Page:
September 18, 2020 -- The federal government has released information about how it plans to distribute a COVID-19 vaccine once it’s approved by the FDA.
During a Wednesday news briefing, federal officials said they hope to make the vaccine free of charge and available within 24 hours of approval. Health care workers and other essential workers will probably be the first to get the vaccine, which will initially be released in small quantities.
But they admitted many questions remain about the vaccine -- such as which ones will be approved.
"We're dealing in a world of great uncertainty," Paul Mango, deputy chief of staff for policy at the Department of Health Human Services, said, according to CNN. "We don't know the timing of when we'll have a vaccine. We don't know the quantities. We don't know the efficacy of those vaccines."
The administration has published two documents about vaccine distribution.
Health and Human Services posted an 11-page distribution strategy titled "From the Factory to the Frontlines: The Operation Warp Speed Strategy for Distributing a COVID-19 Vaccine."
The CDC posted the 57-page "COVID-19 Vaccination Program Interim Playbook for Jurisdiction Operations."
The distribution strategy repeated what administration officials have been saying publicly for weeks: Limited vaccine doses “may” be available as early as November and that the supply will increase “substantially” in 2021.
Several vaccines are now going through clinical trials under Operation Warp Speed, the administration’s program to fast-track vaccines. It’s unknown when any will obtain FDA approval or emergency use authorization.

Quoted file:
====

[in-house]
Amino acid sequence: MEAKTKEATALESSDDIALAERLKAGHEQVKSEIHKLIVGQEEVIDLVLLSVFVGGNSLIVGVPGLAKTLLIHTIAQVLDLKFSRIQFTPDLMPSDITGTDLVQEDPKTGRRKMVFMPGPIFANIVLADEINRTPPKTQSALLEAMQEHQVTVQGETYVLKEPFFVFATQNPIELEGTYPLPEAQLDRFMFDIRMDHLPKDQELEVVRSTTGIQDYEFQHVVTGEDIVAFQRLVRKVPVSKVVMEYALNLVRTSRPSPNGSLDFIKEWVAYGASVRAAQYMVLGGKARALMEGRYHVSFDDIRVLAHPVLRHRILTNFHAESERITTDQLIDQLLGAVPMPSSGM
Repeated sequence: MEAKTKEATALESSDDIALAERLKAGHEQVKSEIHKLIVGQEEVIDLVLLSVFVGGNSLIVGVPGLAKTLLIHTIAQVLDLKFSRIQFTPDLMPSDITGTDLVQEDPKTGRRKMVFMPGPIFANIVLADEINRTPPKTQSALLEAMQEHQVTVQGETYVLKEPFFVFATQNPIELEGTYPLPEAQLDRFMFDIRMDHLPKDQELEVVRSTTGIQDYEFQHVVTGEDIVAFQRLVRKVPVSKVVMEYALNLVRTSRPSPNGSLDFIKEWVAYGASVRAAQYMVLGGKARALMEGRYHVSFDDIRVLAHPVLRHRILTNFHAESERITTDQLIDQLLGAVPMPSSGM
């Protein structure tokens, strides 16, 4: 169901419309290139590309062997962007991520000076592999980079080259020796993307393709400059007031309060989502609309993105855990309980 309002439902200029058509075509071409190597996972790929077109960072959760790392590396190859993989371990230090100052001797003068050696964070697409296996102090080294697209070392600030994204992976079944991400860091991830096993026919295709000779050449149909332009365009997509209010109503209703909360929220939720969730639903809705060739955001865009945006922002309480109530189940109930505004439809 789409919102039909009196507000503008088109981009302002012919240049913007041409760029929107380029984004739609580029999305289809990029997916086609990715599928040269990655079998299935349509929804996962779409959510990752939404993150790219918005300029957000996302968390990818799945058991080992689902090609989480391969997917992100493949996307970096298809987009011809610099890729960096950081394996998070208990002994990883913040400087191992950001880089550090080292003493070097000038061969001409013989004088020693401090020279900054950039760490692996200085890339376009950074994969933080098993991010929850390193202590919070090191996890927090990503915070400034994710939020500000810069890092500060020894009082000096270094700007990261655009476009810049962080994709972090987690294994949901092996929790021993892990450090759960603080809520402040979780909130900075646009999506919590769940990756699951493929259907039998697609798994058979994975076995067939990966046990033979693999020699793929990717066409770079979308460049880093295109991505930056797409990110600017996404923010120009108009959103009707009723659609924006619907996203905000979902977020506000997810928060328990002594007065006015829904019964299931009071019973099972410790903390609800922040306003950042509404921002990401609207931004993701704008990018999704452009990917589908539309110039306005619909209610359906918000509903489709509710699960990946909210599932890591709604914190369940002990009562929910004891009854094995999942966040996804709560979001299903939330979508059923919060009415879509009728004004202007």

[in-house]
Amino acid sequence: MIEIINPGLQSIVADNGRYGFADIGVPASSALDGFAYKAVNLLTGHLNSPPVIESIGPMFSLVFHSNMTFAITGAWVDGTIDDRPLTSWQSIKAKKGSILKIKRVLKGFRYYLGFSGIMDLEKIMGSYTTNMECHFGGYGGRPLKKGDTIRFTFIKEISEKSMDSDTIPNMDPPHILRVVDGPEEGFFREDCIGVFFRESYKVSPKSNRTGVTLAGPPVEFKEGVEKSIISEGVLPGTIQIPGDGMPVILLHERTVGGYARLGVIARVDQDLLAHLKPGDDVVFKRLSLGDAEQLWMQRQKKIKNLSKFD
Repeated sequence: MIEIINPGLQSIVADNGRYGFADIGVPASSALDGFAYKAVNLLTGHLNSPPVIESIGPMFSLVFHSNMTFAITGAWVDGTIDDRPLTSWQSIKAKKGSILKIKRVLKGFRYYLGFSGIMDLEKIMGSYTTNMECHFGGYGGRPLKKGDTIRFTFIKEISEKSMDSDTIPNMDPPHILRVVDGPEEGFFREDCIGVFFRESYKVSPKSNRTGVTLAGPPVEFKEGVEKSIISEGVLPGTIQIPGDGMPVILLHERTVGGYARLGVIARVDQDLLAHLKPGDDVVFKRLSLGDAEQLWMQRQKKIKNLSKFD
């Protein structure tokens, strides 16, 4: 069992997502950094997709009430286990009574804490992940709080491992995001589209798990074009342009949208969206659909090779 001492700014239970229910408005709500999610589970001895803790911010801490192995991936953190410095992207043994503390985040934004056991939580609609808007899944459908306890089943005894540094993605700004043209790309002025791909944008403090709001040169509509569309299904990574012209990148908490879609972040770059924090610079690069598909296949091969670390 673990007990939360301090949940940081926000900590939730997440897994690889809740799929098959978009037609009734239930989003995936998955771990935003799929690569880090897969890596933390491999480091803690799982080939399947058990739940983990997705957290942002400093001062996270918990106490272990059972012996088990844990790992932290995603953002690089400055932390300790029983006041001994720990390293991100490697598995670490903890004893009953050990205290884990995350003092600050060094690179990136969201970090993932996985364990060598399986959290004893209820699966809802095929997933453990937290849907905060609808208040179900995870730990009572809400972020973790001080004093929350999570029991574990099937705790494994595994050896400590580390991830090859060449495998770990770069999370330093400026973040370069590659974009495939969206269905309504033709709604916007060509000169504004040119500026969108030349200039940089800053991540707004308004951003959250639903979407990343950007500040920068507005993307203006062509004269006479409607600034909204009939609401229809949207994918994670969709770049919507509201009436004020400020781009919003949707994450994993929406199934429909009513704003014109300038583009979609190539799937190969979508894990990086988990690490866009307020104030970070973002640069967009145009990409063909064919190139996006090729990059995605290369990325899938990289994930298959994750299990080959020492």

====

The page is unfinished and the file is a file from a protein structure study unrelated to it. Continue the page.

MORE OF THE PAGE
A logistical challenge is that some of the vaccines will require below-freezing temperatures for transport and storage, the documents said. Other vaccines will be given in two doses separated by 21 or 28 days.
A massive information campaign will be needed to educate the public about where and when they can obtain the vaccine.
“Identifying the right messages to promote vaccine confidence, countering misinformation, and targeting outreach to vulnerable and at-risk populations will be necessary to achieve high coverage,” the distribution strategy says. “CDC will build on its existing relationships with local public health partners and health departments to effectively implement communications, and CDC is also working to develop innovative approaches to improve vaccine uptake among hard-to-reach critical populations.”
One of the challenges for distribution is the cooperation required among multiple agencies and jurisdictions, including the CDC, the HHS, the Department of Defense and various state, local, and tribal governments.
On the subject of costs, the distribution strategy says one of the administration “tasks” is “Delivery of vaccine to sites, with the goal of no upfront costs to providers and no out-of-pocket cost to the vaccine recipient.”
"In terms of a principle and an aspiration, it'll be that no American has to pay a single dime out of pocket to get a vaccine," Mango said Wednesday, according to CNN. "And we're getting very close to that aspiration right now."